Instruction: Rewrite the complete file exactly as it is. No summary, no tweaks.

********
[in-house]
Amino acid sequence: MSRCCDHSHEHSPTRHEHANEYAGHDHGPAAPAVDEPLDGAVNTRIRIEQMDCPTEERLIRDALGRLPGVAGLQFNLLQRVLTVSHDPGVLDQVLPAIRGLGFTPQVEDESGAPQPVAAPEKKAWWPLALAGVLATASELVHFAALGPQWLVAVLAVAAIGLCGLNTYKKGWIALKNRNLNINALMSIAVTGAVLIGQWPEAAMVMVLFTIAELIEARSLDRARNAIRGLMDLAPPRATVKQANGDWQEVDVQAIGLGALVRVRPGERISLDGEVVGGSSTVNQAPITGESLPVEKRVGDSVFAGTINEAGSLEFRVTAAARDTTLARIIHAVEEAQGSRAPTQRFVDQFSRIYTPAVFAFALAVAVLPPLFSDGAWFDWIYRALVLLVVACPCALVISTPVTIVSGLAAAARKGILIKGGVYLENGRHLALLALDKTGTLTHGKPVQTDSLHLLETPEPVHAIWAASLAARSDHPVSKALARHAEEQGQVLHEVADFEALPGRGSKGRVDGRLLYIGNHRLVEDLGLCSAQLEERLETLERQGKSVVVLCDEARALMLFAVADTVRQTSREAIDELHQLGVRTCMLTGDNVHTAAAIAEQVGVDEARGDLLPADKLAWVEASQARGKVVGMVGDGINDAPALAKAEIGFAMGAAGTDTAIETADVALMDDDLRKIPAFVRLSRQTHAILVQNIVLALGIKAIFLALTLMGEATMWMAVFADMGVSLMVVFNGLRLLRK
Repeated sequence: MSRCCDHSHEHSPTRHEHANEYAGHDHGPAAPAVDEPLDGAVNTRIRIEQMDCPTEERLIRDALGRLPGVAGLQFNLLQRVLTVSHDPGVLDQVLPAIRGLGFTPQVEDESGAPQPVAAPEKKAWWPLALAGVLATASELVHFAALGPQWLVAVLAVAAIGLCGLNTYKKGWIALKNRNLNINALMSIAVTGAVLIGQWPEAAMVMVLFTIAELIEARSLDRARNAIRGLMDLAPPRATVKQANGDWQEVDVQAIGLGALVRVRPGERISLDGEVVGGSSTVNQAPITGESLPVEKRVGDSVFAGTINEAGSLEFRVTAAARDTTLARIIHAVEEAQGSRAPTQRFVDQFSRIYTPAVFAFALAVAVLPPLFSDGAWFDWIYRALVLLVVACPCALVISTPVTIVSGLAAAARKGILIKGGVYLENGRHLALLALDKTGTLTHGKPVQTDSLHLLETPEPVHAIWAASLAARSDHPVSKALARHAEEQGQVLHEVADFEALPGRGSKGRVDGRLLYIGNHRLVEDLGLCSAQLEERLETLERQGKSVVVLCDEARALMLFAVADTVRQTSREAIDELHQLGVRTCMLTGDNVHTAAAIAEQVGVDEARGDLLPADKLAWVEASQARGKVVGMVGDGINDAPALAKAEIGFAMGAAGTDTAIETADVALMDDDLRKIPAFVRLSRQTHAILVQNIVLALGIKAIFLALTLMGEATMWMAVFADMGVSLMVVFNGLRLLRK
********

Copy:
[in-house]
Amino acid sequence: MSRCCDHSHEHSPTRHEHANEYAGHDHGPAAPAVDEPLDGAVNTRIRIEQMDCPTEERLIRDALGRLPGVAGLQFNLLQRVLTVSHDPGVLDQVLPAIRGLGFTPQVEDESGAPQPVAAPEKKAWWPLALAGVLATASELVHFAALGPQWLVAVLAVAAIGLCGLNTYKKGWIALKNRNLNINALMSIAVTGAVLIGQWPEAAMVMVLFTIAELIEARSLDRARNAIRGLMDLAPPRATVKQANGDWQEVDVQAIGLGALVRVRPGERISLDGEVVGGSSTVNQAPITGESLPVEKRVGDSVFAGTINEAGSLEFRVTAAARDTTLARIIHAVEEAQGSRAPTQRFVDQFSRIYTPAVFAFALAVAVLPPLFSDGAWFDWIYRALVLLVVACPCALVISTPVTIVSGLAAAARKGILIKGGVYLENGRHLALLALDKTGTLTHGKPVQTDSLHLLETPEPVHAIWAASLAARSDHPVSKALARHAEEQGQVLHEVADFEALPGRGSKGRVDGRLLYIGNHRLVEDLGLCSAQLEERLETLERQGKSVVVLCDEARALMLFAVADTVRQTSREAIDELHQLGVRTCMLTGDNVHTAAAIAEQVGVDEARGDLLPADKLAWVEASQARGKVVGMVGDGINDAPALAKAEIGFAMGAAGTDTAIETADVALMDDDLRKIPAFVRLSRQTHAILVQNIVLALGIKAIFLALTLMGEATMWMAVFADMGVSLMVVFNGLRLLRK
Repeated sequence: MSRCCDHSHEHSPTRHEHANEYAGHDHGPAAPAVDEPLDGAVNTRIRIEQMDCPTEERLIRDALGRLPGVAGLQFNLLQRVLTVSHDPGVLDQVLPAIRGLGFTPQVEDESGAPQPVAAPEKKAWWPLALAGVLATASELVHFAALGPQWLVAVLAVAAIGLCGLNTYKKGWIALKNRNLNINALMSIAVTGAVLIGQWPEAAMVMVLFTIAELIEARSLDRARNAIRGLMDLAPPRATVKQANGDWQEVDVQAIGLGALVRVRPGERISLDGEVVGGSSTVNQAPITGESLPVEKRVGDSVFAGTINEAGSLEFRVTAAARDTTLARIIHAVEEAQGSRAPTQRFVDQFSRIYTPAVFAFALAVAVLPPLFSDGAWFDWIYRALVLLVVACPCALVISTPVTIVSGLAAAARKGILIKGGVYLENGRHLALLALDKTGTLTHGKPVQTDSLHLLETPEPVHAIWAASLAARSDHPVSKALARHAEEQGQVLHEVADFEALPGRGSKGRVDGRLLYIGNHRLVEDLGLCSAQLEERLETLERQGKSVVVLCDEARALMLFAVADTVRQTSREAIDELHQLGVRTCMLTGDNVHTAAAIAEQVGVDEARGDLLPADKLAWVEASQARGKVVGMVGDGINDAPALAKAEIGFAMGAAGTDTAIETADVALMDDDLRKIPAFVRLSRQTHAILVQNIVLALGIKAIFLALTLMGEATMWMAVFADMGVSLMVVFNGLRLLRK